The Evaluation Plan

An evaluation plan is intended to reveal and convey the worth or merit of a project (Joint Committee on Standards for Educational Evaluation 1988).

The Evaluation Plan for the proposal should include:

  • How goals and objectives will be met
  • Whether established processes will meet goals and objectives
  • If proper methods and time frame to yield results and reports have been established
  • If information gathered can be used to improve a project
  • Whether information gathered can be used for dissemination

Types of Evaluation that can be requested (one or both):

1)    Formative or Process Evaluation – Subjective

2)    Summative or Outcome Evaluation – Objective

Example:  “When the cook tastes the soup” it is formative and “when the guests taste the soup” it is summative.

Formative or Process Evaluation – Formative evaluation is conducted during the development of a project or program, with the intention of improving the program.  The goal of the evaluation is to validate or ensure that the goals and objectives are being achieved within the established timeframe and budget.  If necessary, you should state that problem areas will be identified and remedied.

Summative or Outcome Evaluation – Should provide information on the outcome:  Did the project achieve what it was designed to do?  Summative evaluation is typically quantitative to assess the success of a program by collecting data at the end of the project.  Summative evaluation should examine the extent to which the project will meet the stated goals, the methods in which you plan to analyze the project benefits, the sustainability of the project, and if it can be replicated.

Think about the data you will need, the sources of the data, and the data timelines.

In your Evaluation Plan, you have to include (depending on the type of project):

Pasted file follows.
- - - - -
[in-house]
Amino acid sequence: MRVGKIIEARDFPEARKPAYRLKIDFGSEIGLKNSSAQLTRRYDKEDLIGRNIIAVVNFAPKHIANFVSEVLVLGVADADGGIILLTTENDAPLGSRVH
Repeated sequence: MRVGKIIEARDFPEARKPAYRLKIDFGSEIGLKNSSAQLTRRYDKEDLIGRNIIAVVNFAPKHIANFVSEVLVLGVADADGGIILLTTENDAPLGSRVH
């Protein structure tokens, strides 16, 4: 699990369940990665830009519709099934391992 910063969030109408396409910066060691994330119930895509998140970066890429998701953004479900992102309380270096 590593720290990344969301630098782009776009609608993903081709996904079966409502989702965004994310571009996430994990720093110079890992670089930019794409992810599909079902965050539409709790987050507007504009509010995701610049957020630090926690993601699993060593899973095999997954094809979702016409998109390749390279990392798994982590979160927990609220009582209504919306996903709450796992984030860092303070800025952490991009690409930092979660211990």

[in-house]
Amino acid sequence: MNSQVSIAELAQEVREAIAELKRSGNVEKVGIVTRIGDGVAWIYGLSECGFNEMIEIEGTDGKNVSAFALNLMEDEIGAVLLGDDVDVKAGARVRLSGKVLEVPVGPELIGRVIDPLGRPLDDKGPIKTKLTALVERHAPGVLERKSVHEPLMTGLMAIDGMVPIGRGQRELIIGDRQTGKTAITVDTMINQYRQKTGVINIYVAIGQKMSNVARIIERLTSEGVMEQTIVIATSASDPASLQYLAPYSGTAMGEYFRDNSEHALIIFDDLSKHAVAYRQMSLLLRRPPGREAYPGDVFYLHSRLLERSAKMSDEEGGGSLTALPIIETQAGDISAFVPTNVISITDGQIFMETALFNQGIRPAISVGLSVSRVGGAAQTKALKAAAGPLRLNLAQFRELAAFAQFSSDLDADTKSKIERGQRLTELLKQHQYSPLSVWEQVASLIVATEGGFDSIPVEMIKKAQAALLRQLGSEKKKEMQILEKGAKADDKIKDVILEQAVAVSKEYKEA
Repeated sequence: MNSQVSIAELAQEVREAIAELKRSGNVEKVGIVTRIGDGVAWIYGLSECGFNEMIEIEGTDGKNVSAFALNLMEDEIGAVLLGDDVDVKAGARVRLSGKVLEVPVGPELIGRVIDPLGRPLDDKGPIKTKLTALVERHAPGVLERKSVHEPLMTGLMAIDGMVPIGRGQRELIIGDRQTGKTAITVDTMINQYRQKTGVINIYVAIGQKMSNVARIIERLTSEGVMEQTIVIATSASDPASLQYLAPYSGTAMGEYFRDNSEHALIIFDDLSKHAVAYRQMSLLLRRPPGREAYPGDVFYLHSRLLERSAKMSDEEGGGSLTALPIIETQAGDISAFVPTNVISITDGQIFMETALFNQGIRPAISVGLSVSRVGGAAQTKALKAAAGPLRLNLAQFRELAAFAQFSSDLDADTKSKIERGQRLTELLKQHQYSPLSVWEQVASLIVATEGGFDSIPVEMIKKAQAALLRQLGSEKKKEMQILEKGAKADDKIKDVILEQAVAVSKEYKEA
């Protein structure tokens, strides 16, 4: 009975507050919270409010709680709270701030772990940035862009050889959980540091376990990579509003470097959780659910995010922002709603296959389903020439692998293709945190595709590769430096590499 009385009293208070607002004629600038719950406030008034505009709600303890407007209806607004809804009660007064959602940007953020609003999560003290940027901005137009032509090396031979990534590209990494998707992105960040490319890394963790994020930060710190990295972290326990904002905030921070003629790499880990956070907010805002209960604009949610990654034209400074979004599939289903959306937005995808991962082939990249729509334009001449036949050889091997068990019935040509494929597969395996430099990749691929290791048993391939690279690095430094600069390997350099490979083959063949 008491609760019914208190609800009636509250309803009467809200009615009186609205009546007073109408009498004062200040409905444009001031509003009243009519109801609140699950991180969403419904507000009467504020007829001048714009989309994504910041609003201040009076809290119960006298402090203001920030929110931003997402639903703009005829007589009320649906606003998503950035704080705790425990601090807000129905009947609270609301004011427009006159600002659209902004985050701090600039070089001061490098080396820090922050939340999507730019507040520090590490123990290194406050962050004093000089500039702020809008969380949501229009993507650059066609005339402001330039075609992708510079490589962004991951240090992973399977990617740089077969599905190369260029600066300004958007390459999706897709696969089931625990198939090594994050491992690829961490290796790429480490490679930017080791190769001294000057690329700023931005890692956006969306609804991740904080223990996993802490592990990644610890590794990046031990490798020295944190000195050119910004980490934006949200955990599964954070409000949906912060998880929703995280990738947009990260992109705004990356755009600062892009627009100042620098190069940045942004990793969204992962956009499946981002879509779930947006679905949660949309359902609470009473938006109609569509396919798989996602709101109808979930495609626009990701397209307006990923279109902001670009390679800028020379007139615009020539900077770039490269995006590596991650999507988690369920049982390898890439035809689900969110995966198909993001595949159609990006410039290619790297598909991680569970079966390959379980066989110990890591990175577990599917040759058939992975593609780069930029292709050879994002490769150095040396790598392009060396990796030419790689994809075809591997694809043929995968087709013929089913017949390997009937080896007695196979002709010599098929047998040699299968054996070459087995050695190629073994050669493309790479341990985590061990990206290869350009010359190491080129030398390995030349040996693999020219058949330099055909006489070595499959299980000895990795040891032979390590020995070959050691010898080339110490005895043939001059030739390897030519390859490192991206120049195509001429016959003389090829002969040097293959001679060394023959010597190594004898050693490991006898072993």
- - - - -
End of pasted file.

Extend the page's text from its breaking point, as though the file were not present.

• Process – involves planning and recruitment activities, the number of eligible participants, satisfaction of participants (method of evaluating participants for satisfaction), and goals accomplished within the projected timeframe and budget.  Show how you plan to maintain records and data that will be used in the process evaluation.
  • Content — involves the examination of participants’ perceptions of the relevance and applicability of activities and materials involved.  Plan to include survey data at the end of each module, and state that the purpose of content evaluation is to make adjustments to project if necessary.
  • Impact – Plan to develop a survey at the end of the project to evaluate success of the project.  Results will be measured by changes in knowledge, attitudes, skills, and the overall impact of the project.


Plan to use a comprehensive evaluation plan that will be based on project goals, objectives and activities.  This evaluation should consider the resources, techniques, procedures, and strategies employed to accomplish the goals and objectives as well as the outcomes of the project activities and their impact.  This evaluation should be based on an approach that examines accountability, effectiveness, and impact:

  • Accountability – Should determine if the project activities were conducted as intended, within the budget, and in a timely manner.  Completion of each objective and activity will be documented and will be within the timeline and budget.
  • Effectiveness – Determines if the activities were conducted as intended, within the budget and in a timely manner.  Completion of each objective and activity will be documented and will be according to the project’s defined timeline and budget.
  • Impact – Examines the extent to which the project has made a difference in the attitudes, practices, and skills of the target audience.  Impact will be measured at the project level and also in the dissemination of the outcome of the project to a wider audience.